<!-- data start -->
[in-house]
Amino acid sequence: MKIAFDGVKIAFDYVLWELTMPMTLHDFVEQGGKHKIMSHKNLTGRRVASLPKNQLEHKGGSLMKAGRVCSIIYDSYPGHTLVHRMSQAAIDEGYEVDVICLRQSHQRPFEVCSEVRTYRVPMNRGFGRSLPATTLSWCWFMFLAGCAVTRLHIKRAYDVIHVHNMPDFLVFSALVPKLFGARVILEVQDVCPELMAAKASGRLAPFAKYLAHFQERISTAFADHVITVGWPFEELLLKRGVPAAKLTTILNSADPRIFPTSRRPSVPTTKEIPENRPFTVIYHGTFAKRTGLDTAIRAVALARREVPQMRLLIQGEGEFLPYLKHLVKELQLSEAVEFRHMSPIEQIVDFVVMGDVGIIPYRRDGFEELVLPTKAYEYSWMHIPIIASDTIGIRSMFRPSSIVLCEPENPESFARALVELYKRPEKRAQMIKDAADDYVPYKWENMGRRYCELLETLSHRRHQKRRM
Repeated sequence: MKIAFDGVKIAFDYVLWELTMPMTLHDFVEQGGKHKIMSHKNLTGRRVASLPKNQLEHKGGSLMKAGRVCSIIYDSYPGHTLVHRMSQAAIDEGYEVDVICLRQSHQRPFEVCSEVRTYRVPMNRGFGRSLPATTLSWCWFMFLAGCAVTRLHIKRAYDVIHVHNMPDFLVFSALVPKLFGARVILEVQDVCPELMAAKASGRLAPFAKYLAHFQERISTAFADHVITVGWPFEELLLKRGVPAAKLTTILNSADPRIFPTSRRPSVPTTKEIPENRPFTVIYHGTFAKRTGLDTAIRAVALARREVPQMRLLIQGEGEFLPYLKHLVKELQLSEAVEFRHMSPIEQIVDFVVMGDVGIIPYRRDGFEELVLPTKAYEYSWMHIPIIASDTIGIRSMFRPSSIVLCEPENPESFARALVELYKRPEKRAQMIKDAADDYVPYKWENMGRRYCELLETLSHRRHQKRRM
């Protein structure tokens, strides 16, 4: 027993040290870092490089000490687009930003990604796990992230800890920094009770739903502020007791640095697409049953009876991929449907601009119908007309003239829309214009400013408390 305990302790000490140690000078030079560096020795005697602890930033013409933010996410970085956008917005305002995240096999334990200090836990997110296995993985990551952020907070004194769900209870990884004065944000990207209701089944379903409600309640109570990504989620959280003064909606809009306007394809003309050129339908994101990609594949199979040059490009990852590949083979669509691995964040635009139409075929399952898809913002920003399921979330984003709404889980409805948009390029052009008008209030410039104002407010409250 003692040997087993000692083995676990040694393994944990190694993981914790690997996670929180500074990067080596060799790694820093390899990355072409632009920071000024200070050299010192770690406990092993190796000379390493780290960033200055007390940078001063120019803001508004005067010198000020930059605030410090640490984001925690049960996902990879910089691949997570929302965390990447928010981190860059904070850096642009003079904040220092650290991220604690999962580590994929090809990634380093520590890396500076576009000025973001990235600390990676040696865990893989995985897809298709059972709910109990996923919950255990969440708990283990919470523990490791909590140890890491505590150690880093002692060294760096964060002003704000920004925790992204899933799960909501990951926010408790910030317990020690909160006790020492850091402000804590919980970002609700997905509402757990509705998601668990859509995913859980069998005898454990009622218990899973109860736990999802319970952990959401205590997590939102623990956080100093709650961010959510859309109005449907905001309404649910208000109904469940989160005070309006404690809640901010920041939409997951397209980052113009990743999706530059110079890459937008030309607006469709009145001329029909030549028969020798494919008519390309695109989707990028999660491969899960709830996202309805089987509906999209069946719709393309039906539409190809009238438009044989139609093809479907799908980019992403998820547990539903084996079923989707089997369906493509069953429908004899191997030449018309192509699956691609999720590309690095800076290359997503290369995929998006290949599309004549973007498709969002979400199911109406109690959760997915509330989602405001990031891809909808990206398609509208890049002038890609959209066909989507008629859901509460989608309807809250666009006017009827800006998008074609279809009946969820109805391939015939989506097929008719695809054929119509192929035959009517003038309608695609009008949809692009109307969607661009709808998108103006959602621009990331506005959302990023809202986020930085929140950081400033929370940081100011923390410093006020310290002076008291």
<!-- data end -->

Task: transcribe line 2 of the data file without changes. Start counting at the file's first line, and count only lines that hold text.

Amino acid sequence: MKIAFDGVKIAFDYVLWELTMPMTLHDFVEQGGKHKIMSHKNLTGRRVASLPKNQLEHKGGSLMKAGRVCSIIYDSYPGHTLVHRMSQAAIDEGYEVDVICLRQSHQRPFEVCSEVRTYRVPMNRGFGRSLPATTLSWCWFMFLAGCAVTRLHIKRAYDVIHVHNMPDFLVFSALVPKLFGARVILEVQDVCPELMAAKASGRLAPFAKYLAHFQERISTAFADHVITVGWPFEELLLKRGVPAAKLTTILNSADPRIFPTSRRPSVPTTKEIPENRPFTVIYHGTFAKRTGLDTAIRAVALARREVPQMRLLIQGEGEFLPYLKHLVKELQLSEAVEFRHMSPIEQIVDFVVMGDVGIIPYRRDGFEELVLPTKAYEYSWMHIPIIASDTIGIRSMFRPSSIVLCEPENPESFARALVELYKRPEKRAQMIKDAADDYVPYKWENMGRRYCELLETLSHRRHQKRRM